All Things Astros and a whole lot more
For a time the Houston Astros catcher position was the giant elephant in the room….uh….on the 40 man roster. That is what happens when there is four and then five potential catchers on that list. There has been a lot of activity, speculation, moves and false moves relative to the catchers since the end of the 2014 season. Here is a quick list.
So where are the Astros at after this much of the smoke settles?
Jason Castro. Castro’s $4 million salary is too little based on his 2013 season (.276 BA / .350 OBP / .835 OPS) and too much based on his 2014 season (.222 BA / .286 OBP / .651 OPS). He has been in double digits in passed balls the last two seasons and has been a little under the league average in throwing out runners in that time.
Obviously the Astros would be happy with any production that was closer to 2013 than 2014 for Castro. It feels like he will not be part of a trade at this point with Corporan gone and with a reasonable agreed to salary for 2015. The real question is how will the work be split between the catchers and whether they are going to use Castro in the DH spot more this season. By money he is the starting catcher, but if he does not show why he is worth four times more than Conger he may not remain so.
Hank Conger. So far in his career, Conger has hit like the normal backup catcher that he is. He has a little bit of pop, but he is probably going to be a .230 BA / .290 OBP / .660 OPS type of hitter.
Defensively, do not expect him to throw out any more runners than Jason Castro does. They both hit in that 23-25% area normally.
Two positive things to expect from Conger:
It seems reasonable to expect Conger to catch more often than Corporan did, maybe as much as 2 times a week starting and coming in late as a defensive sub.
Evan Gattis. Even if Gattis never dons the catching gear this season, his mere presence would allow Manager A.J. Hinch to substitute late with Conger, because he is more than the normal emergency catcher on the roster. He has played 130+ games at catcher the last couple years and was not horrible there, just not good. He has a big bat and would give the Astros one of the best offensive catchers around, but a guy with back problems and multiple knee surgeries should probably spend the majority of his time resting those parts of his body, not abusing them. Of course if the Astros trade Castro all bets are off.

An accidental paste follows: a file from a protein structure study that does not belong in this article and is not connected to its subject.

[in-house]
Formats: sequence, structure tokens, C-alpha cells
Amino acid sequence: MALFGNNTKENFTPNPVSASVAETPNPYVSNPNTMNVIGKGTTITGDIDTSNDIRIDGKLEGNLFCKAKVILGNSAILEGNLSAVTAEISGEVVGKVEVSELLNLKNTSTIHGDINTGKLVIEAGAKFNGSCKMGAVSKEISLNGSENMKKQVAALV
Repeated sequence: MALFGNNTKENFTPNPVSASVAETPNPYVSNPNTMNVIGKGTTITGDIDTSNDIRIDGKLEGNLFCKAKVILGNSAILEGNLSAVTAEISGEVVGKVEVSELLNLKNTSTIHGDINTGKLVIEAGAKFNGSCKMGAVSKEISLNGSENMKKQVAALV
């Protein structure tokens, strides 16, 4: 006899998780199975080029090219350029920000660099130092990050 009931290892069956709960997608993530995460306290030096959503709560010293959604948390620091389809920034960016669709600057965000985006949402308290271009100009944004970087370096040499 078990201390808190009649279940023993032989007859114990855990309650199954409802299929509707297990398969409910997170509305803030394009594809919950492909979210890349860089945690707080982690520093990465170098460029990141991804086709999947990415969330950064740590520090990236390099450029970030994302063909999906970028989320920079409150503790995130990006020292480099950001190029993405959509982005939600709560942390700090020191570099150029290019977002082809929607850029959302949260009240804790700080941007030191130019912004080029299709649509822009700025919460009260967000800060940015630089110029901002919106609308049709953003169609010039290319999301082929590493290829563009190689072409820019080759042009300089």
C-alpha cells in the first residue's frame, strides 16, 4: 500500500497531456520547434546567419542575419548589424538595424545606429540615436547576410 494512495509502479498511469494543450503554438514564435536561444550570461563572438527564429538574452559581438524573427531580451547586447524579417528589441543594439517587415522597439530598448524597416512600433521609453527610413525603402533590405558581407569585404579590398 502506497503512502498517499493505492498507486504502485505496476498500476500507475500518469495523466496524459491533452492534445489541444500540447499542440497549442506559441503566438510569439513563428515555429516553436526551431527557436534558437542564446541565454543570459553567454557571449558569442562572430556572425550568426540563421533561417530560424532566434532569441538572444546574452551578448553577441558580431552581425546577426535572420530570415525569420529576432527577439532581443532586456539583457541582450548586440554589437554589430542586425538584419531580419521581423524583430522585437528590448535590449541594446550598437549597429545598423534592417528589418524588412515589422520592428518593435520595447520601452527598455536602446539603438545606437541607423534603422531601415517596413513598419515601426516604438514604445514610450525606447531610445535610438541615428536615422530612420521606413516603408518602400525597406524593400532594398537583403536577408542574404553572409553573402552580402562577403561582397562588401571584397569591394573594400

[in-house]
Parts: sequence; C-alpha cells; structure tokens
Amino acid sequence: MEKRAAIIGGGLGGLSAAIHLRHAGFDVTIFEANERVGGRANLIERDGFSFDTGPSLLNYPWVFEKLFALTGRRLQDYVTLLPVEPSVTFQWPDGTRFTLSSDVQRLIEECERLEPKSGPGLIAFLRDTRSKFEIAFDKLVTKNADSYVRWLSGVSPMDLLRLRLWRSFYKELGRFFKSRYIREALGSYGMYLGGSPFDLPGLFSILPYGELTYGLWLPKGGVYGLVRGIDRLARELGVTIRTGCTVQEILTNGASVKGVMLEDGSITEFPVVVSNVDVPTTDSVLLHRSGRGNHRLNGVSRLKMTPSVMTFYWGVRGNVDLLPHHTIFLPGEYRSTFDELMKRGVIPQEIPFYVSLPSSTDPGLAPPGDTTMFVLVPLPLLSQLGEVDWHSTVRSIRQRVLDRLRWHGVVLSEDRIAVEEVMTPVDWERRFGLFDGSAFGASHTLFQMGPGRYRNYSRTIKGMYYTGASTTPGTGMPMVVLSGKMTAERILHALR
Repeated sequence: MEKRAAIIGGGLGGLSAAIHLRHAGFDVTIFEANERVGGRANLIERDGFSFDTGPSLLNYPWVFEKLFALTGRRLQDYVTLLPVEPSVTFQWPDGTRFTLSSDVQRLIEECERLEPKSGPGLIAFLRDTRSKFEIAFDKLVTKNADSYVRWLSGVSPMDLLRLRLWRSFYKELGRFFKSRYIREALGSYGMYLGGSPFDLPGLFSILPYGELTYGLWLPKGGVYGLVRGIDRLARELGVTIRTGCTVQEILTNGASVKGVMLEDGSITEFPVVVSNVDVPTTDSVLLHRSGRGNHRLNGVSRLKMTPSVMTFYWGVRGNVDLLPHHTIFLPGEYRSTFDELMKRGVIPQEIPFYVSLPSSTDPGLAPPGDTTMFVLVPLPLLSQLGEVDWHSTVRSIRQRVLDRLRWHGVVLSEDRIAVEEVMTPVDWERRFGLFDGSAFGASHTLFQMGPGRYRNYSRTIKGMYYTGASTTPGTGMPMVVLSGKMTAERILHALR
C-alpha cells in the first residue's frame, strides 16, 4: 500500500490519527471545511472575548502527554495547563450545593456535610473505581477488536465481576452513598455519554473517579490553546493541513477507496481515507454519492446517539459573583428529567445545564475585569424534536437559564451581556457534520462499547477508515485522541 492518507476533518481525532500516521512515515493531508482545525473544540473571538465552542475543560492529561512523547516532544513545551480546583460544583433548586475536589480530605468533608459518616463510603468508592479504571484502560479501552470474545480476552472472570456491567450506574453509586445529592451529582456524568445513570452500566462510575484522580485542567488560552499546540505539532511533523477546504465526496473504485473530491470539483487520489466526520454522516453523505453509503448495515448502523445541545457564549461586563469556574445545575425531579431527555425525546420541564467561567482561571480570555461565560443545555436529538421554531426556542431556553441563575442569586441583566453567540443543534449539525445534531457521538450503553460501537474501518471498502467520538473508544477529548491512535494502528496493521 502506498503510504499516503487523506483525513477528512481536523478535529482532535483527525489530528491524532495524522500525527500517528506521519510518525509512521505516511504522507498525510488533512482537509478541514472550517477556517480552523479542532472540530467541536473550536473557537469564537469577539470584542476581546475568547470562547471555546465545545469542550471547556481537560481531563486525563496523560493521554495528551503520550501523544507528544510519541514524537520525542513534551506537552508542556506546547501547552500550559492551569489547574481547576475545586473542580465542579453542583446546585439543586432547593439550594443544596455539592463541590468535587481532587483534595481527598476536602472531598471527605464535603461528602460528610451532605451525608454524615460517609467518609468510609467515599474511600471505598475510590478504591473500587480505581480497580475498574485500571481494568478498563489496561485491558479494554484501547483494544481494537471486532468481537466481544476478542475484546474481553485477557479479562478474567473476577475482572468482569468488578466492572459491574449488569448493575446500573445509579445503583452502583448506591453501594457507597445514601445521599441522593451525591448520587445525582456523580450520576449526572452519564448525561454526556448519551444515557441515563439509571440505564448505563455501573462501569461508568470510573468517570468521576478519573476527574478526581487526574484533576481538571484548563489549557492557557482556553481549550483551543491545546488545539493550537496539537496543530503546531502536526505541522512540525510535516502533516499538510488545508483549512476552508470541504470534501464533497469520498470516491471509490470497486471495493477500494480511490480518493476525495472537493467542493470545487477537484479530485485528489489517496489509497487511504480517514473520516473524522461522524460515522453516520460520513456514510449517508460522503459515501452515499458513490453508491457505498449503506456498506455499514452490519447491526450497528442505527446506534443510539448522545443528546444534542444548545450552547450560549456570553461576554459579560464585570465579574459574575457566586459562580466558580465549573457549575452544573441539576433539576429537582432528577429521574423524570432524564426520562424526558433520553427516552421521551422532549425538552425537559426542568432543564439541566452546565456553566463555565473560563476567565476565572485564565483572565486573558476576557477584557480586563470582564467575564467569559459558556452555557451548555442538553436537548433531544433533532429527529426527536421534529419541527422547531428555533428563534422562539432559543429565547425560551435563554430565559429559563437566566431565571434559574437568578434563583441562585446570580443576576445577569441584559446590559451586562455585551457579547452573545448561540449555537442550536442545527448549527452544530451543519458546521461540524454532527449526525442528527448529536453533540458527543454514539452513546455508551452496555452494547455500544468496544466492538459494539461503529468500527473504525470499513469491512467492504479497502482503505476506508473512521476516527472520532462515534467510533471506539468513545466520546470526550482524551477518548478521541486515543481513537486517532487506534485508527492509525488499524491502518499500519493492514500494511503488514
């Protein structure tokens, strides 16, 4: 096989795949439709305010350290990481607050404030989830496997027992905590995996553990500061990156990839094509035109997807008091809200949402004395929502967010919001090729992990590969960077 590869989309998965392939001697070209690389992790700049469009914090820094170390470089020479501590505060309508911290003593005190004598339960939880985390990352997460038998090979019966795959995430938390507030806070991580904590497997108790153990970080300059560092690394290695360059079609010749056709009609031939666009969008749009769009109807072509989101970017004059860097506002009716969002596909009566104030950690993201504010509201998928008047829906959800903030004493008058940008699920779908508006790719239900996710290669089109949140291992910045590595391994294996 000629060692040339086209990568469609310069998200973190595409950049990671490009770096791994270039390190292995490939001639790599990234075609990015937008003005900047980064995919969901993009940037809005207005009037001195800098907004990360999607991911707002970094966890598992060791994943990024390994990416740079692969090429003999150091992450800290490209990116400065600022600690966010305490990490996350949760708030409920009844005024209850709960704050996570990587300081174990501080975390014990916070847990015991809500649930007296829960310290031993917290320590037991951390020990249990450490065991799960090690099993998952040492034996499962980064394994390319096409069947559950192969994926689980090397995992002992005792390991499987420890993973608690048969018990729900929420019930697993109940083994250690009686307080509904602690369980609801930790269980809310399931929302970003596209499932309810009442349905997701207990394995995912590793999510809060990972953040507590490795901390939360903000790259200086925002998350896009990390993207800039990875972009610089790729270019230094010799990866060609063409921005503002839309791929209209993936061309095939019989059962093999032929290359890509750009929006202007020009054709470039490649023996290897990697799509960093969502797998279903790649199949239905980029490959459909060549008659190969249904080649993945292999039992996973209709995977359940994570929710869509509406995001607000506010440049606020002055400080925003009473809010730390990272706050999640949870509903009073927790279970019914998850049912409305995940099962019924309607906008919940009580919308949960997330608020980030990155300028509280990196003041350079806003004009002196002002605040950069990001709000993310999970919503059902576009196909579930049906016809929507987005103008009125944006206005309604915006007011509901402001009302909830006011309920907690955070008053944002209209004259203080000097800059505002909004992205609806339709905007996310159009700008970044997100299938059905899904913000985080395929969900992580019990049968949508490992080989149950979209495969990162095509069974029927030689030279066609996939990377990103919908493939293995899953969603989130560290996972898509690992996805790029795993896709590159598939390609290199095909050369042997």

Max Stassi. Being honest about this young man, it seems obvious that he needs to start 2015 in AAA. He hit very well in half a season at Corpus Christi (AA) in 2013 after being a part of the Jed Lowrie Trade (The Original, not the Sequel) with 17 HR and 60 RBI in only 76 games with a .863 OPS. After the terrifying pitch he took in the face in his short stint with the Astros in 2013, his 2014 season at AAA was disappointing with 9 HR and 45 RBIs in 101 games with a .674 OPS. He will turn 24 soon and maybe some more time at AAA will lead to the kind of numbers he put up in AA. There is no hurry to promote him right now.
Future Attractions. Hopefully something will change in 2015, but the Astros had no decent offensive performance from the catchers in the top half of the minor leagues (Lancaster, Corpus, OKC) in 2014. After Stassi and the long gone Carlos Perez at AAA, Rene Garcia and Tyler Heinemann were pretty bland at AA. Roberto Pena had a .720 OPS at Lancaster, but that is like a .620 OPS anywhere else. Luis Flores, the catcher the Astros drafted in the minor league portion of the Rule 5 draft is an interesting candidate to make some noise. He had good hitting numbers in AA/AAA last season with the Cubs. The big question with him is why over his fairly lengthy minor league career has he never played more than 67 games in a season.
If any of the minor league backstops step up in 2015 they could climb the ladder pretty easily. There is plenty of room in the system for a hard hitting catcher.